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Sitting Out for God

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 Sarah, can you please just miss one day of church and play in this game? We really need you,” my coach implored.

“Sorry, Coach. God is way more important than softball, and obeying Him must always come first,” I replied.
That Sabbath I went to church, as I’ve done since I was born, even though I knew my softball team badly needed me to play with them.
You may be wondering how I happened to be in this situation. Well, you’d have to go back to when I was about 3 years old and discovered that I had a natural knack for sports. I began  playing soccer with my big brother, then baseball, and sometimes I played basketball after school with friends. I was pretty good at all of them.
I actually started playing soccer for a team—a boys’ team. I’ve always enjoyed playing sports with boys because they test my strength, and when I beat them, it’s a bigger accomplishment than beating another girl. Anyway, most of the girls I’ve played sports with are soft and cry too much. Playing on boys’ teams has honed my skills and made me braver.
Soccer was always my favorite sport until seventh grade, when I started playing softball. I didn’t even really know softball’s rules, because when I played with friends, we had no rules. So when I was in seventh grade, I tried out for the boys’ softball team, made it, and played starting left outfielder. In eighth grade I got named team player.
Playing softball in middle school never involved playing on Fridays and Saturdays, so I thought the schedule would stay the same when I went to high school. Boy, was I wrong!
In fact, the most important day for varsity tryouts was a Saturday. Of course I missed the tryouts, so I didn’t make the team. Otherwise I surely would have been part of the varsity team my freshman year. Instead, I landed on the junior varsity team.
Then there were the Saturday games—every single Saturday. My coach really needed me to be there since I was the shortstop, and I was a very good hitter, with a batting average of .678. He tried to convince me to play by letting me know how important my skills were to the team, but my answer was always the same: “Coach, I am a Seventh-day Adventist, and I cannot and will not play on Saturday, which is the Sabbath.”
Neither my coach nor anyone else on my team knew what a Seventh-day Adventist was,  so I had to explain to them that while they’re playing games, I’m at church on Saturday, according to the fourth commandment of God (Exodus 20:8-11).
At every Friday practice my coach told me,  “We will miss you tomorrow, Scooby Wheels,” to which I would reply, “I will pray for you guys.”
In spite of my missing all those Saturday games, I was named Best Defensive Player of the year and got moved up to varsity during the playoffs to be their starting shortstop.
In tenth grade I worked with two new coaches. Right at the start I explained that I don’t play softball games from Friday sunset to Saturday sunset. Then I had to miss all their training sessions, but even so, my coaches didn’t penalize me.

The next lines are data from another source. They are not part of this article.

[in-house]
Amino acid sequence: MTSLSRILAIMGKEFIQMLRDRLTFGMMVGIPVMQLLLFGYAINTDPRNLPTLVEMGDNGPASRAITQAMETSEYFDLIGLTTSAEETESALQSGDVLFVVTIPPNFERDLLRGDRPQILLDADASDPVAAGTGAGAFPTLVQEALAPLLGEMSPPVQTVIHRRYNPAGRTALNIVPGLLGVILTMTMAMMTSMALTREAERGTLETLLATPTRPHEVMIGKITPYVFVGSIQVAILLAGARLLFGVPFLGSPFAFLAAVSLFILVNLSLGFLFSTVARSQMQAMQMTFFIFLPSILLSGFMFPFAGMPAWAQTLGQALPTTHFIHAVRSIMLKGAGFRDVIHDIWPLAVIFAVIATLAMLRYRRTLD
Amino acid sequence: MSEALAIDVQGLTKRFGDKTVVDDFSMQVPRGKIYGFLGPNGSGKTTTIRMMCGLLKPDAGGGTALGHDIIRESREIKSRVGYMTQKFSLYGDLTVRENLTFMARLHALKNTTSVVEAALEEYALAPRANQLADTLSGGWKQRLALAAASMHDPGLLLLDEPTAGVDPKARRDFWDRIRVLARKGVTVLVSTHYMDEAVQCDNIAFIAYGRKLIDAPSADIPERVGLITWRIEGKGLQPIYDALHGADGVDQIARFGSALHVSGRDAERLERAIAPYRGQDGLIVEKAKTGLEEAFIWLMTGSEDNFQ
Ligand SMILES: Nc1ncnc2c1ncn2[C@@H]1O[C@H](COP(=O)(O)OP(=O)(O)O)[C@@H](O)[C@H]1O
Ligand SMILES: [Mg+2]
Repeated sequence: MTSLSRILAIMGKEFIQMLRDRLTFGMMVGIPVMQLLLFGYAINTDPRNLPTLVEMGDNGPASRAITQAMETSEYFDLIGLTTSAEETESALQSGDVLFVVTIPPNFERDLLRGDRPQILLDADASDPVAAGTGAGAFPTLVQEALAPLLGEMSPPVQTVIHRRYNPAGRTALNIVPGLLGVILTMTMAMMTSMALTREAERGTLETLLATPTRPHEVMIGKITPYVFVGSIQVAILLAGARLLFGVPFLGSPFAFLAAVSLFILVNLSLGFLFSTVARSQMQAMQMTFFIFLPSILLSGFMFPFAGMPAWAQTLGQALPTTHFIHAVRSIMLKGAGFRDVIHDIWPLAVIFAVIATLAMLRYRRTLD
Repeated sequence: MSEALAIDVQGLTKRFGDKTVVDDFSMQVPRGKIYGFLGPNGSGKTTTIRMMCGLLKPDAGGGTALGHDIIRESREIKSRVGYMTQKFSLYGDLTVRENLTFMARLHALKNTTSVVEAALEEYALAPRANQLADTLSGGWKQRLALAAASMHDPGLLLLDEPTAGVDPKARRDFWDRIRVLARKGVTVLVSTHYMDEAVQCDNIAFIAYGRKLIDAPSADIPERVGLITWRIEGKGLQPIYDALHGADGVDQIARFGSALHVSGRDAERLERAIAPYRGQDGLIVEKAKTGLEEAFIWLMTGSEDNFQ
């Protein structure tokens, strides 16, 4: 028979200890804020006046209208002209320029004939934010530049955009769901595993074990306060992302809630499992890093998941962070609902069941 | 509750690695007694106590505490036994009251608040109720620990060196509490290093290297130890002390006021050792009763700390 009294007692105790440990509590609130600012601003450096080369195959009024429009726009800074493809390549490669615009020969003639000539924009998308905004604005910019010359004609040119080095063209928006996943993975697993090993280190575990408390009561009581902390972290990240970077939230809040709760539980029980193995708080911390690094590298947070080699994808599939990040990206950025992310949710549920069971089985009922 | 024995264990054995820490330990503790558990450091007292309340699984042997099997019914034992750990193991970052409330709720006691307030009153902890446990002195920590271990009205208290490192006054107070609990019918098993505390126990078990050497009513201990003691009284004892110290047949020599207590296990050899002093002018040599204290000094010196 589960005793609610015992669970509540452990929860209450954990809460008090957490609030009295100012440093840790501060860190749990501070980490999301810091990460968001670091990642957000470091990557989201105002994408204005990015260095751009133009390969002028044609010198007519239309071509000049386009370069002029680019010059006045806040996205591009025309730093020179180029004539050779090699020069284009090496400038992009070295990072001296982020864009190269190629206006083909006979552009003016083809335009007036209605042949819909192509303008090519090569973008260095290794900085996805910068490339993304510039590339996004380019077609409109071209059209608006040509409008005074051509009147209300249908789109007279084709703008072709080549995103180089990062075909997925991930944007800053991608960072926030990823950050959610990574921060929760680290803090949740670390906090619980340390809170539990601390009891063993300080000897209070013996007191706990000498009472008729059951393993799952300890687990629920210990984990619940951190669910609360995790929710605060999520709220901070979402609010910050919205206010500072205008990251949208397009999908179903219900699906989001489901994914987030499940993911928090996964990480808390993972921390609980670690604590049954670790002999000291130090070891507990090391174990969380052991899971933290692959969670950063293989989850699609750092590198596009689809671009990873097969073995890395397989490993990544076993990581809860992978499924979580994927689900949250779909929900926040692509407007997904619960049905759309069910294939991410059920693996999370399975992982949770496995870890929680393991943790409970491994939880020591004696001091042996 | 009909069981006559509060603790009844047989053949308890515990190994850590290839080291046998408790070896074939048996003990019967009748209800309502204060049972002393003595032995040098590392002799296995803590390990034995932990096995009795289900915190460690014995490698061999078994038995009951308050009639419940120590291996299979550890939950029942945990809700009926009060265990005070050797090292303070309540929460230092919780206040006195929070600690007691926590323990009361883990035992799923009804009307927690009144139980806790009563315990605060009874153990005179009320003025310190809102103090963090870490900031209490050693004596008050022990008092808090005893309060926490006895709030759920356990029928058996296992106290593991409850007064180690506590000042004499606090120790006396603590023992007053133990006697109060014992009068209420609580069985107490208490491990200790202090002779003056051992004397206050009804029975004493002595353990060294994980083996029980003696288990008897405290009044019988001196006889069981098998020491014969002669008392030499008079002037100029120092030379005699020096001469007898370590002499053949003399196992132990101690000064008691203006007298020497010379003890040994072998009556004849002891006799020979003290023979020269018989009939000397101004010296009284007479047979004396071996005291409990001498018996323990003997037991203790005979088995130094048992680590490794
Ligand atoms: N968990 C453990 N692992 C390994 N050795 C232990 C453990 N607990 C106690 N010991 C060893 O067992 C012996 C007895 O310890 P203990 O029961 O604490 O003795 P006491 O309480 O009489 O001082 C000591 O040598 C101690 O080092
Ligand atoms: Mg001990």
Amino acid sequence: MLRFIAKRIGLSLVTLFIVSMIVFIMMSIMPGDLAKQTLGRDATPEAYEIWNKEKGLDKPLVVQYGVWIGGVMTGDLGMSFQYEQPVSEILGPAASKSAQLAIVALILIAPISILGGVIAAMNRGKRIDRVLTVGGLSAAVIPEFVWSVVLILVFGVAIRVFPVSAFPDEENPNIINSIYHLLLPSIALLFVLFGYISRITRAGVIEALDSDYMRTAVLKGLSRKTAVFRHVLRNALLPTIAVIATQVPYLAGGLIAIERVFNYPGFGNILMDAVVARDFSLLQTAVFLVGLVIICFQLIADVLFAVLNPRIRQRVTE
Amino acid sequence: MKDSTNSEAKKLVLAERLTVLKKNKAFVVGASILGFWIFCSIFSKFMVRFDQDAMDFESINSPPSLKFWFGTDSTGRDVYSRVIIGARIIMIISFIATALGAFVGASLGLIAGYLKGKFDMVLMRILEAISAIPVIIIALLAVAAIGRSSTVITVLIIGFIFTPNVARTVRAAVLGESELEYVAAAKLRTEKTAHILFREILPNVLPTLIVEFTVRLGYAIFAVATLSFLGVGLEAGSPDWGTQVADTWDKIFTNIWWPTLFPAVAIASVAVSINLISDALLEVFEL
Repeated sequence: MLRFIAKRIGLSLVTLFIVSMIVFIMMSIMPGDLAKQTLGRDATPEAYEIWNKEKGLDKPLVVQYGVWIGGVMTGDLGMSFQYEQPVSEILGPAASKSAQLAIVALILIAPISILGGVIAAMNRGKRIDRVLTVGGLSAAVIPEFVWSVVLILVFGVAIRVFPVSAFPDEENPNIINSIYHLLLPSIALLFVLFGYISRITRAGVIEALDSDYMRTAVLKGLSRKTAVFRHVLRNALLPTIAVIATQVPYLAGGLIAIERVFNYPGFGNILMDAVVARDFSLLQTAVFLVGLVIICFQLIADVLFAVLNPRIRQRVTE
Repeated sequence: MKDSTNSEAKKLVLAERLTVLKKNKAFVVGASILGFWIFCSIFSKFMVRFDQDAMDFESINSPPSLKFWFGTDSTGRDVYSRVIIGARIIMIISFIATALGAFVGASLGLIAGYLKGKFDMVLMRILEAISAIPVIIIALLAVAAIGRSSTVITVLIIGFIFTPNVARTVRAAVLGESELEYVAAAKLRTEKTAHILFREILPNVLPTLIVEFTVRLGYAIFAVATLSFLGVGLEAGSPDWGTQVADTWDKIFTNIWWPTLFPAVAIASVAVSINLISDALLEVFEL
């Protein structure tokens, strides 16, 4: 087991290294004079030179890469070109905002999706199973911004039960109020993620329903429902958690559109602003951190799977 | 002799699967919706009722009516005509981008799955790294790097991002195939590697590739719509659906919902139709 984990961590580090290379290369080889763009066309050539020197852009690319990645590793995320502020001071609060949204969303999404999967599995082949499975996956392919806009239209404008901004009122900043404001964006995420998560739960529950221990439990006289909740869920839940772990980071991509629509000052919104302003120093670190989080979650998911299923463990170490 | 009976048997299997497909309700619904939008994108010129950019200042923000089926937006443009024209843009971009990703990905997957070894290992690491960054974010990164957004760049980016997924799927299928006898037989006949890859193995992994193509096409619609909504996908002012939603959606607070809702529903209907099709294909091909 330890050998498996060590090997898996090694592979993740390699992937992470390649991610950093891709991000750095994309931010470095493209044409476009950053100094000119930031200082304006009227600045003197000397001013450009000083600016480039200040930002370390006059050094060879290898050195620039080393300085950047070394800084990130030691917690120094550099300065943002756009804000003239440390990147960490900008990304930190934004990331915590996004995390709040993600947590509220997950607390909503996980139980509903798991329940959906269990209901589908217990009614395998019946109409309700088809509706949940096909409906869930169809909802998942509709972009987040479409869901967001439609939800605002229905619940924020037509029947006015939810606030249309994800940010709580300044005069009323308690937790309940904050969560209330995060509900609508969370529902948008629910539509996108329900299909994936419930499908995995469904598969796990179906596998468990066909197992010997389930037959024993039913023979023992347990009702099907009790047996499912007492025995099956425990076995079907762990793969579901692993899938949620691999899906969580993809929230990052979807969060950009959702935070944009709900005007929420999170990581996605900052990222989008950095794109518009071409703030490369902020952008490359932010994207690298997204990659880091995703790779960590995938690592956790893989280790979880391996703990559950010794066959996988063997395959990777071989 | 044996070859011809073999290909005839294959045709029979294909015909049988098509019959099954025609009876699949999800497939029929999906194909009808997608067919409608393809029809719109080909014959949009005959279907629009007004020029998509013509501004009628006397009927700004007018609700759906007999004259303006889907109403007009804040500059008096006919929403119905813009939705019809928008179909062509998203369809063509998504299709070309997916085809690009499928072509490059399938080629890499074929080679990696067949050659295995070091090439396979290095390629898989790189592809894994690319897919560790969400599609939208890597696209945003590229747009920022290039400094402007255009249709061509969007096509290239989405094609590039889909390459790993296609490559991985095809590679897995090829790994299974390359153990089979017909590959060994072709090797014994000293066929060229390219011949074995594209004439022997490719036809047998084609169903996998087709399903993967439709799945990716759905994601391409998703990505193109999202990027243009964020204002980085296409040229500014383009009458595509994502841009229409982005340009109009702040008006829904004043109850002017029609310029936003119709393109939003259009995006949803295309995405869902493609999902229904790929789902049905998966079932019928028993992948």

Instead, they went out of their way to cater to my beliefs, even getting a game moved up an hour earlier so I could play one Friday. On another occasion they drove me all the way from Suitland, Maryland, after a Friday game to Takoma Park, Maryland, so I didn’t have to miss taking part in Takoma Academy’s youth Week of Prayer program.
My new coaches never insisted that I play Saturday games. It was a very hard year to miss the Saturday games too, because I had to miss playing the two best teams in the county.
The most difficult Saturday game I missed was a playoff game. I was sitting in church fidgeting and clenching my teeth, thinking that if they lost, they’d be likely to blame me. I couldn’t concentrate on the sermon—not a good thing—wondering if they had won or lost. I prayed and prayed. Later I received the good news that they had won.
Impressive stats

At the end of the season I had three home runs, four doubles, four triples, 28 RBIs, and a batting average of .734. I got second team all-county and co-MVP! I wondered if my stats would have been better if I had played in those Saturday games. Would I have gotten first team all-county? My coaches think I would have, but I had to make a stand for Christ.
As much as I wanted to play those games that I missed, I realized that I would have been  uncomfortable playing softball on God’s Sabbath day instead of praising and worshipping Him. I began to understand what Peter meant when he told the Jews: “We ought to obey God rather than men” (Acts 5:29).
Knowing that the freshman who had played shortstop in my place had done an awesome job helped me a lot. It let me know that as important as I am to the team, I am not indispensable. Besides, I could break my leg during a softball or soccer game, or worse, become paralyzed, and never be able to play again. Then what would become of all my skills and ambitions?
Standing for God while playing softball has also made it easier for me to turn down invitations from my friends who have parties on Friday nights. It’s also made it easier not to go to the many other high school activities, such as the homecoming football game, that are held on Saturdays. My experience has led me to a wonderful epiphany: fame, skills, sports . . . everything on this earth will soon pass away, but God and His law will never pass away.
Sarah Allsop is a high school junior in the International Baccalaureate program, a course of study that will make her high school degree acceptable in many countries. Sarah has two siblings, whom she adores and with whom she enjoys singing. Besides playing sports, Sarah enjoys eating at McDonald’s. Most important, Sarah loves Jesus and wants to faithfully follow Him and be an example to others.
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